4. Khalid out of Guantanamo Boy. If you're a fan of 'To Kill a Mockingbird' (and frankly, who isn't?) then this is a book for you. It's grim, I warn you that. Khalid is your average British teen who ends up being in the wrong place at the wrong time and is taken to Gauntanamo Bay, accused of being a terrorist. His pain, his sense of himself and the bizzare world he's dropped into are all brilliantly revealed by the author, Anna Perera.

5. Sunny out of Akata Witch by Nnedi Okorafor. I was given this book by an editor friend of mine after a LONG conversation about HOC. Then it was recommended (completely by chance) by Rick Riordan so basically I had to read it. It brings in a whole new mythology (for me, anyway) out of Africa and that's reason enough to be added to the list.

6. Silver Phoenix by Cindy Pon. Now we look at another heroine out of a mythology I'm not that familiar wit, China. Cindy's written a story with a BADASS heroine who definitely is all about wits, not brawn. To do her story justice, check out my interview with her, here.

That's all, folks. I'd like to thank all of you who've taken an interest in what's going on with promoting greater diversity within children's publishing. There's more to come so until next time...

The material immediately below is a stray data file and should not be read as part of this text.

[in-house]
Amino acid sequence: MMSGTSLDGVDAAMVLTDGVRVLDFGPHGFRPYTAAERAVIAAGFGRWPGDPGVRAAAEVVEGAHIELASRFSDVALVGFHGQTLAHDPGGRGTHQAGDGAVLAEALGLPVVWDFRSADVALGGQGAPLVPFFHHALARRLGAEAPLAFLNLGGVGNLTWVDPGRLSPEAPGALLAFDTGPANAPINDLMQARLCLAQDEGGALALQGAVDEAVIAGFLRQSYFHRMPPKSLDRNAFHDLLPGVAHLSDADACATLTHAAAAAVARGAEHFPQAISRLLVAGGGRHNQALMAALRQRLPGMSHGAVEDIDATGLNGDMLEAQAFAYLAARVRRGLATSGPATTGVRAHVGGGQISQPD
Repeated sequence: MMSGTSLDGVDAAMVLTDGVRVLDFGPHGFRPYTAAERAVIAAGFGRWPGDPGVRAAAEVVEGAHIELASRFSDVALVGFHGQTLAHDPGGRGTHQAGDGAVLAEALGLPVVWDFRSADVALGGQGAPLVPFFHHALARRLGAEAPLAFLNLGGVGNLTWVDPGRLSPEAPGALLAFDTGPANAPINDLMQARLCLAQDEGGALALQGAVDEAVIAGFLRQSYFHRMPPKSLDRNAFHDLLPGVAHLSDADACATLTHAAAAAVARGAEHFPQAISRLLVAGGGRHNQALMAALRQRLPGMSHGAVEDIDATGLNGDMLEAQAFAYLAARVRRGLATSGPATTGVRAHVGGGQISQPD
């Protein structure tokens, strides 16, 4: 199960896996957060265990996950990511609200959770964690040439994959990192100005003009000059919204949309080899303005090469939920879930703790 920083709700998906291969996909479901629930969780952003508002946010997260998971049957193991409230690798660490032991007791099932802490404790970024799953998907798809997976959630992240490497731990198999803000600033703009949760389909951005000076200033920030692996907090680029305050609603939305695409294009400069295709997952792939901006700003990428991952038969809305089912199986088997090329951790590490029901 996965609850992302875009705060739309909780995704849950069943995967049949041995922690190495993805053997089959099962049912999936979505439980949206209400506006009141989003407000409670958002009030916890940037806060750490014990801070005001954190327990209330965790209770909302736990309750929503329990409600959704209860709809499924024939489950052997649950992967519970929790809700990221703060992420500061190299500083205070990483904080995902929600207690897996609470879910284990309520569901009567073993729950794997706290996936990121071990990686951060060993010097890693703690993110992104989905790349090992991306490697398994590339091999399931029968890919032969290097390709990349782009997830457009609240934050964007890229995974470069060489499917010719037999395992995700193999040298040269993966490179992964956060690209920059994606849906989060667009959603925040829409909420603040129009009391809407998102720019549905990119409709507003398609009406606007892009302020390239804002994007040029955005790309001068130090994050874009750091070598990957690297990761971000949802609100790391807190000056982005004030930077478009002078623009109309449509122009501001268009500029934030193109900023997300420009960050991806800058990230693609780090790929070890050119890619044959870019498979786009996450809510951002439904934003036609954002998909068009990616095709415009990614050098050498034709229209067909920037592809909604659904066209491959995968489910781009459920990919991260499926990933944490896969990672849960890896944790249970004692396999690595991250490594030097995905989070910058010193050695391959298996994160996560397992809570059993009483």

Catherine Johnson said...

Sarwat am saddened and - nay - aggreived you left out Hero daughter of a bare knuckle champion and owner of a deft right hook. A girl of her time - that is 1812 London. She is sadly, out of print, also Ezra McAdam from Sawbones he is whip smart and although he's not a fighter when the chips are down he's someone I'd want in my corner.

SarwatC said...

Dear Catherine,
That's raised a very valid point!

People, if you have any recommendations, please add them here! The more the merrier!

Peter said...

What about Ged in the Earthsea books by Ursula Le Guin, where the white guys, by & large, are the villains.
That is one of the many problems with the abomination that was the Syfy channel adaption that turned him into a white hero

GL Tomas said...

I really love this post!I will be posting recs in my next comment!Oh do I have a lot to add to the list!